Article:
Creating ideas means that you are open to the spontaneous thoughts and interconnections that emerge and see them as opportunities for future solutions.
This is a skill that can be practised and there are methods to support, stimulate, inspire, and structure this process. The methods favour the process and drive up the level of creative thinking.
The methodology within idea development is primarily about cross-fertilizing thoughts and associating them with other’s ideas. Therefore, it is important to let this happen! Here are some important aspects to consider:
Distinguish between lateral and structured thinking
When getting ideas, individually or in groups, it is important not to value them directly. Seemingly strange ideas are often the starting point for solving a problem in a truly innovative way. Practicalities can always be resolved at a later stage. We, therefore, encourage you to separate the time when you come up with ideas, with the time when you evaluate the ideas.
Quantity = Quality
All ideas are valuable and can serve as the inspiration for the best solution. Therefore, all ideas should be written down, shared and saved. Often, you might need to go back later in the development phase – then you must have your old ideas to draw inspiration from. Therefore, do not throw away any ideas!
Make sure to push forward so that you get a great variety of ideas. A large amount means that there are more ideas to work on, and proofs that you have tried to solve the problem in more than one way. There is rarely just one good solution to a problem!
Be a yes-sayer! It is of the utmost importance that everyone is positively attuned and endorses all ideas. Seemingly crazy ideas can be the seed of the idea that has the greatest solution potential and there is time to evaluate the ideas at a later stage. Criticizing and saying no is prohibited as this hinders participants. Feel free to ask if it is something you do not understand but be careful with how you phrase it so that participants don’t become uncertain.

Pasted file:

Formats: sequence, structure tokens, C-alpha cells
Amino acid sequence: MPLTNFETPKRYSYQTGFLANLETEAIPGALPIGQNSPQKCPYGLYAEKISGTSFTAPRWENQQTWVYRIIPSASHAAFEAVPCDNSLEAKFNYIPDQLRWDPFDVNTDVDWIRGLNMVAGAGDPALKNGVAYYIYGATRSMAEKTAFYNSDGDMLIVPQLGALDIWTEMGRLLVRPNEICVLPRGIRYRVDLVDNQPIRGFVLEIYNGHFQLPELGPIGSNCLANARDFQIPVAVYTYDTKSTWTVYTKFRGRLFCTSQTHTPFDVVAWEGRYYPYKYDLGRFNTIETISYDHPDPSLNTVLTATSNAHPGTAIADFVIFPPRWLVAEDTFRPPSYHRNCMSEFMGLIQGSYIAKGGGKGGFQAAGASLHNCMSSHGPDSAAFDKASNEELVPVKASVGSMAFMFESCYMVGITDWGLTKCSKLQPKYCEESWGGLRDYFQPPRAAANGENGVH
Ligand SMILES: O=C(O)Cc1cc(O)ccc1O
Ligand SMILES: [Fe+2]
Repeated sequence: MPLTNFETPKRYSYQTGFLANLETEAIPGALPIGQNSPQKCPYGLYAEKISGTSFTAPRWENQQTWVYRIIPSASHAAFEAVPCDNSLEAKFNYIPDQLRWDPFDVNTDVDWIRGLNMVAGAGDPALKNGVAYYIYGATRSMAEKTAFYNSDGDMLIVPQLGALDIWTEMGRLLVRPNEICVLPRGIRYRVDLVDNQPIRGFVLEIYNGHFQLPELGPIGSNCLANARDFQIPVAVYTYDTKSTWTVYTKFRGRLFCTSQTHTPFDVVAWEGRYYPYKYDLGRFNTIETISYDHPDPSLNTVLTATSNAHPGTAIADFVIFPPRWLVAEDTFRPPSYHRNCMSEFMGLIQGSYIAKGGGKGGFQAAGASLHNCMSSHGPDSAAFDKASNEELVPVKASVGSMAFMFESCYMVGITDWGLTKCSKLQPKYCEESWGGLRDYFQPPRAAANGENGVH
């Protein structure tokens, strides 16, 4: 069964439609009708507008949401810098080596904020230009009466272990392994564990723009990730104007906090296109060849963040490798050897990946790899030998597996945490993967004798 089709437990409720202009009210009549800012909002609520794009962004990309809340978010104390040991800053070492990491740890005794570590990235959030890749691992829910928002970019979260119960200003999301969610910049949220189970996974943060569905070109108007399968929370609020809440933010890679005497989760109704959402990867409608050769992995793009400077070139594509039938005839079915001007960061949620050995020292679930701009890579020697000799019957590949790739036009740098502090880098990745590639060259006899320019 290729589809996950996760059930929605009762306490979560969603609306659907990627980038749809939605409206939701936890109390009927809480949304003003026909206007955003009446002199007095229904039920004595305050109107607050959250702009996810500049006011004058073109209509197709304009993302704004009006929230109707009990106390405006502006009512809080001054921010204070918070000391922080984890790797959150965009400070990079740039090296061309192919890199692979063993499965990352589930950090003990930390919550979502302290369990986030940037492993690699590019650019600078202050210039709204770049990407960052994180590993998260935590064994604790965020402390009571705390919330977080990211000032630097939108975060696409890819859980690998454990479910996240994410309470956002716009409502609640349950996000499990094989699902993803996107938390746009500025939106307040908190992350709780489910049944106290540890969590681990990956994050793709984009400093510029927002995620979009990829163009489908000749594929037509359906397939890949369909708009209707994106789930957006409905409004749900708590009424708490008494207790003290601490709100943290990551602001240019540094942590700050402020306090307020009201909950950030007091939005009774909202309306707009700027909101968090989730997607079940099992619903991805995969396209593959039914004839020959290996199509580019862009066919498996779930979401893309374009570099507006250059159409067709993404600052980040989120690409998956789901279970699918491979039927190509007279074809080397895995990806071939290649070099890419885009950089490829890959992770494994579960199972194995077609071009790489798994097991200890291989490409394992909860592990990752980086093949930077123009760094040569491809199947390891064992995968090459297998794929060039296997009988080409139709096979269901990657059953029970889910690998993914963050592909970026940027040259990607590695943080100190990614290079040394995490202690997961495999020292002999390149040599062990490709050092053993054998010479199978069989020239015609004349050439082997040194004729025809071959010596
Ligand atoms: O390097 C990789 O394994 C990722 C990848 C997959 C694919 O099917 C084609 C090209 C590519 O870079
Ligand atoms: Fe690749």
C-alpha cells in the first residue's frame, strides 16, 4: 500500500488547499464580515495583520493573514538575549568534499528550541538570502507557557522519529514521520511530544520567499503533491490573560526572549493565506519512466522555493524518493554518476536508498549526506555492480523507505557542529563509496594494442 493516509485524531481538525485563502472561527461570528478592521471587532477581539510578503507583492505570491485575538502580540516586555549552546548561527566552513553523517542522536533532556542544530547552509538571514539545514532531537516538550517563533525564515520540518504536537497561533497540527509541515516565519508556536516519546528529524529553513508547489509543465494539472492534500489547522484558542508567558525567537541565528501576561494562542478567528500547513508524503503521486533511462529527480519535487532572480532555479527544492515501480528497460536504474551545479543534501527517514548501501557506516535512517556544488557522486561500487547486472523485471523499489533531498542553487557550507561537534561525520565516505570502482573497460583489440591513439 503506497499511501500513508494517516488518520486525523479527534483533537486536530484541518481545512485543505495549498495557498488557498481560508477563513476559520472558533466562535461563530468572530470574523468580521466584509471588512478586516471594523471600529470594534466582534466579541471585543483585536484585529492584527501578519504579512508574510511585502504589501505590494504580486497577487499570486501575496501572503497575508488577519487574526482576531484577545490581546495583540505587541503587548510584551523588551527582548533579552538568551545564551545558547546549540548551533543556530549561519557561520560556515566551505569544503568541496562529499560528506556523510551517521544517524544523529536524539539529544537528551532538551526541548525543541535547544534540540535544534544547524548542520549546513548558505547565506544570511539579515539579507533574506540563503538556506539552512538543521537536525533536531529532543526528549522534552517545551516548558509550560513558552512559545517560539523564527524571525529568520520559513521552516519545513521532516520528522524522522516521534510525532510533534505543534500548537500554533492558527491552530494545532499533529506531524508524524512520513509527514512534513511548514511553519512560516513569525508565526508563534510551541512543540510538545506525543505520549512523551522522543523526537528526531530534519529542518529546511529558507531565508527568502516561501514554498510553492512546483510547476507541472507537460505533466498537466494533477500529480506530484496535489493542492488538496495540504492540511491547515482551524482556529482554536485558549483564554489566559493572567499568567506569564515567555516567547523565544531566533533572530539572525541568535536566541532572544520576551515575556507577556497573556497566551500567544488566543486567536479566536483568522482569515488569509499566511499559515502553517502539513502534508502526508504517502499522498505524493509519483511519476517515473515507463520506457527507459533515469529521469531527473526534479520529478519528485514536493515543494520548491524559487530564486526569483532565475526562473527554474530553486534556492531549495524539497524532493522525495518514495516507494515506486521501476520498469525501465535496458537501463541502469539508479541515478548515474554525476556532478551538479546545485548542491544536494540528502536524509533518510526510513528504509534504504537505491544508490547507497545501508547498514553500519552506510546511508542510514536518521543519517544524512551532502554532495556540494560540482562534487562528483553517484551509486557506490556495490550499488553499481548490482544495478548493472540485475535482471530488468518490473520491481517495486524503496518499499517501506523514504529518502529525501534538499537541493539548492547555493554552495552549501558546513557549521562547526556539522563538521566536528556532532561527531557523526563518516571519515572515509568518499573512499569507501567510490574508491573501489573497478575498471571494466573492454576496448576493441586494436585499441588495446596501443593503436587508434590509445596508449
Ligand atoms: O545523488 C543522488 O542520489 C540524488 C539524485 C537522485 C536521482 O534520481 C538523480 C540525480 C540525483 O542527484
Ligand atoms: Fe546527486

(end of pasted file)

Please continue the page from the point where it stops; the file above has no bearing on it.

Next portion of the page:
Everyone must be involved in the session. A silent participant can create uncertainty, as well as an overly dominant participant can inhibit others. Your body language is very important so remember to always radiate participation with your body language.
During the process, it is important with an open, secure and focused atmosphere. Therefore, create a mood of openness, security and, focus – humour and play are recognized methods for this. The laughter and humour are linked to the absurd and can, therefore, open up the mind.
A consensus around the problem
A great way to get started is to make an inventory of what has already been done. By making an inventory you also get a clearer vision of what can be defined as a new solution.
Define a question to start with – it can be a big question, several smaller questions, or both. Write the question down so that everyone can see it and make sure that everyone agrees on what it means. Then hide the question – this makes it easier for you to let it go while generating new ideas. Come back to the question from time to time during the process.
Storm’s favourite methods for idea generation
1 – Creative idol = How would your idol solve the problem? Start with a well-known person or character, for example, Pippi Longstocking, Superman or Nelson Mandela, and imagine how they would have solved it.
2 – Roleplay = Look at the problem from someone else’s perspective. How would an animal or a firefighter solve the problem?
3 – A future vision = What would be the utopian solution to the problem?
4 – Inverted idea generation = Come up with solutions which would aggravate the situation. Then look at your suggestions and turn them around – the negative become something positive.
5 – Random word = Select a word, e.g. The 5th word on the 5th page of a book, and let this work as an inspiration for your solution.
6 – Image association = Use a randomly selected image or shape, and let this work as an inspiration for your solution.